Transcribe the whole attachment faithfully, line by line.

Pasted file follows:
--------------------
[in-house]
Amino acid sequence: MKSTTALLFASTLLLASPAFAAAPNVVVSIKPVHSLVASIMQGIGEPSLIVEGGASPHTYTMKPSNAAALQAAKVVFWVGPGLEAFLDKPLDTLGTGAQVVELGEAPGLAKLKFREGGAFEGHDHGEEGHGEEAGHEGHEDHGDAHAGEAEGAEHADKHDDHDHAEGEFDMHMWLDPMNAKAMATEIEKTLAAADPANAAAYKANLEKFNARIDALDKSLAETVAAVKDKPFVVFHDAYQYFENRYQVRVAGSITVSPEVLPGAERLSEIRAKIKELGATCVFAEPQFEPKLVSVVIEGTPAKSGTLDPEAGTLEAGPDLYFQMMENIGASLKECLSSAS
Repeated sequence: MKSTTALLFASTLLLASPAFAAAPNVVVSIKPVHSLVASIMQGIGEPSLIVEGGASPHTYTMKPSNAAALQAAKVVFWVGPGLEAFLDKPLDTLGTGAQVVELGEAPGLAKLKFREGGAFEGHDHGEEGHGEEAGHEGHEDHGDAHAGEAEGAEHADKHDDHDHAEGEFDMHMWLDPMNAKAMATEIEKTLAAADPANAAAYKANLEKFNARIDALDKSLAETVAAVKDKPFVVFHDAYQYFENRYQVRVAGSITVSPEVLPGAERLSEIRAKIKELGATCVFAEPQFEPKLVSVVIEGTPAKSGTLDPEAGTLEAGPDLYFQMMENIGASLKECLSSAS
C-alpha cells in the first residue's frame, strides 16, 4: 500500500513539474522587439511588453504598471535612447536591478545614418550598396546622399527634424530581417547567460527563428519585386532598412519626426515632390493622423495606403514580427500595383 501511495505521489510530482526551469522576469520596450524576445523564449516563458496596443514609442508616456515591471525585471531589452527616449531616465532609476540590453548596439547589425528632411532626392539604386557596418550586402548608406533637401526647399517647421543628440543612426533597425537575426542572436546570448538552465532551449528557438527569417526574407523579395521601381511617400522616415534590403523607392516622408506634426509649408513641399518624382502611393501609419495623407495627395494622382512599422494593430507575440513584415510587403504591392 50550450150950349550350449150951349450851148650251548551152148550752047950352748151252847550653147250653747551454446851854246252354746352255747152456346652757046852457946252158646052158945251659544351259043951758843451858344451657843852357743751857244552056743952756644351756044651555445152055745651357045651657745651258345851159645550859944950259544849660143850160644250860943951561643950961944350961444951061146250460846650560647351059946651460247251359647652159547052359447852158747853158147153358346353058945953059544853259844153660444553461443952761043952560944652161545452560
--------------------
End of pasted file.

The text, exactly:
[in-house]
Amino acid sequence: MKSTTALLFASTLLLASPAFAAAPNVVVSIKPVHSLVASIMQGIGEPSLIVEGGASPHTYTMKPSNAAALQAAKVVFWVGPGLEAFLDKPLDTLGTGAQVVELGEAPGLAKLKFREGGAFEGHDHGEEGHGEEAGHEGHEDHGDAHAGEAEGAEHADKHDDHDHAEGEFDMHMWLDPMNAKAMATEIEKTLAAADPANAAAYKANLEKFNARIDALDKSLAETVAAVKDKPFVVFHDAYQYFENRYQVRVAGSITVSPEVLPGAERLSEIRAKIKELGATCVFAEPQFEPKLVSVVIEGTPAKSGTLDPEAGTLEAGPDLYFQMMENIGASLKECLSSAS
Repeated sequence: MKSTTALLFASTLLLASPAFAAAPNVVVSIKPVHSLVASIMQGIGEPSLIVEGGASPHTYTMKPSNAAALQAAKVVFWVGPGLEAFLDKPLDTLGTGAQVVELGEAPGLAKLKFREGGAFEGHDHGEEGHGEEAGHEGHEDHGDAHAGEAEGAEHADKHDDHDHAEGEFDMHMWLDPMNAKAMATEIEKTLAAADPANAAAYKANLEKFNARIDALDKSLAETVAAVKDKPFVVFHDAYQYFENRYQVRVAGSITVSPEVLPGAERLSEIRAKIKELGATCVFAEPQFEPKLVSVVIEGTPAKSGTLDPEAGTLEAGPDLYFQMMENIGASLKECLSSAS
C-alpha cells in the first residue's frame, strides 16, 4: 500500500513539474522587439511588453504598471535612447536591478545614418550598396546622399527634424530581417547567460527563428519585386532598412519626426515632390493622423495606403514580427500595383 501511495505521489510530482526551469522576469520596450524576445523564449516563458496596443514609442508616456515591471525585471531589452527616449531616465532609476540590453548596439547589425528632411532626392539604386557596418550586402548608406533637401526647399517647421543628440543612426533597425537575426542572436546570448538552465532551449528557438527569417526574407523579395521601381511617400522616415534590403523607392516622408506634426509649408513641399518624382502611393501609419495623407495627395494622382512599422494593430507575440513584415510587403504591392 50550450150950349550350449150951349450851148650251548551152148550752047950352748151252847550653147250653747551454446851854246252354746352255747152456346652757046852457946252158646052158945251659544351259043951758843451858344451657843852357743751857244552056743952756644351756044651555445152055745651357045651657745651258345851159645550859944950259544849660143850160644250860943951561643950961944350961444951061146250460846650560647351059946651460247251359647652159547052359447852158747853158147153358346353058945953059544853259844153660444553461443952761043952560944652161545452560